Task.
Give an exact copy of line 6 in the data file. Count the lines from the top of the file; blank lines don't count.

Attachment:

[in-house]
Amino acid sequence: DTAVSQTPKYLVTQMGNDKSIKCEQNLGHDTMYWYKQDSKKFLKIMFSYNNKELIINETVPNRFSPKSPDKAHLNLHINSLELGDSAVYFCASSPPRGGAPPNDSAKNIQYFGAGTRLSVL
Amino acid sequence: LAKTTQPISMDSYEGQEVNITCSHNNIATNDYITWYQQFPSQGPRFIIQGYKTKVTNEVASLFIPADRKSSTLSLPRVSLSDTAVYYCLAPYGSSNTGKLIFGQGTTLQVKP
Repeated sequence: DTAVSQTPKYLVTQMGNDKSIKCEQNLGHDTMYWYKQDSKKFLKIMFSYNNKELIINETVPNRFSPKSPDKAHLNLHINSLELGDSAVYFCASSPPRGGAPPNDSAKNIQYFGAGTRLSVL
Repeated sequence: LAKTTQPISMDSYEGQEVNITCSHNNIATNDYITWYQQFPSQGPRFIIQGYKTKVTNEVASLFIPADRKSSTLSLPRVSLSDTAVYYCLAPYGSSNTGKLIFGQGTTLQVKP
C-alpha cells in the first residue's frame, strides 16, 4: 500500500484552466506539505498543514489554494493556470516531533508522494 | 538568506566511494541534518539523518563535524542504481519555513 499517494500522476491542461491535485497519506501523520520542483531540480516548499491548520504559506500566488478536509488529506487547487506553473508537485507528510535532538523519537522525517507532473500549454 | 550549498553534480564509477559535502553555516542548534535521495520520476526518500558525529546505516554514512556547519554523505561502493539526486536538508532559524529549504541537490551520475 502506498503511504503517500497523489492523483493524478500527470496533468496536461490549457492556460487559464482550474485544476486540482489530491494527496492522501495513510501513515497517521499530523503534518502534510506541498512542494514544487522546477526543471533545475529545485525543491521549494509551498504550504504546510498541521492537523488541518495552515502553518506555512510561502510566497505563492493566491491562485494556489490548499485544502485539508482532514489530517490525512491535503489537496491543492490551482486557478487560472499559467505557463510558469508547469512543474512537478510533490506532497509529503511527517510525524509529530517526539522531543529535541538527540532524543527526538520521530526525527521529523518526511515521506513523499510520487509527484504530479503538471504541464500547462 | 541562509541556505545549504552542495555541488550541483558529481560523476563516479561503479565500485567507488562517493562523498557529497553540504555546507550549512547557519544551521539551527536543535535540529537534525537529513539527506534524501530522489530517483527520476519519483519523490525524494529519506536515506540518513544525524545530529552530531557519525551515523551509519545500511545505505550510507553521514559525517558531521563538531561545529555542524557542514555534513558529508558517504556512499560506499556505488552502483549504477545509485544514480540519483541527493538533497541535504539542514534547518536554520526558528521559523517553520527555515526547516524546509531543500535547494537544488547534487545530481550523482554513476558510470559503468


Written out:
C-alpha cells in the first residue's frame, strides 16, 4: 500500500484552466506539505498543514489554494493556470516531533508522494 | 538568506566511494541534518539523518563535524542504481519555513 499517494500522476491542461491535485497519506501523520520542483531540480516548499491548520504559506500566488478536509488529506487547487506553473508537485507528510535532538523519537522525517507532473500549454 | 550549498553534480564509477559535502553555516542548534535521495520520476526518500558525529546505516554514512556547519554523505561502493539526486536538508532559524529549504541537490551520475 502506498503511504503517500497523489492523483493524478500527470496533468496536461490549457492556460487559464482550474485544476486540482489530491494527496492522501495513510501513515497517521499530523503534518502534510506541498512542494514544487522546477526543471533545475529545485525543491521549494509551498504550504504546510498541521492537523488541518495552515502553518506555512510561502510566497505563492493566491491562485494556489490548499485544502485539508482532514489530517490525512491535503489537496491543492490551482486557478487560472499559467505557463510558469508547469512543474512537478510533490506532497509529503511527517510525524509529530517526539522531543529535541538527540532524543527526538520521530526525527521529523518526511515521506513523499510520487509527484504530479503538471504541464500547462 | 541562509541556505545549504552542495555541488550541483558529481560523476563516479561503479565500485567507488562517493562523498557529497553540504555546507550549512547557519544551521539551527536543535535540529537534525537529513539527506534524501530522489530517483527520476519519483519523490525524494529519506536515506540518513544525524545530529552530531557519525551515523551509519545500511545505505550510507553521514559525517558531521563538531561545529555542524557542514555534513558529508558517504556512499560506499556505488552502483549504477545509485544514480540519483541527493538533497541535504539542514534547518536554520526558528521559523517553520527555515526547516524546509531543500535547494537544488547534487545530481550523482554513476558510470559503468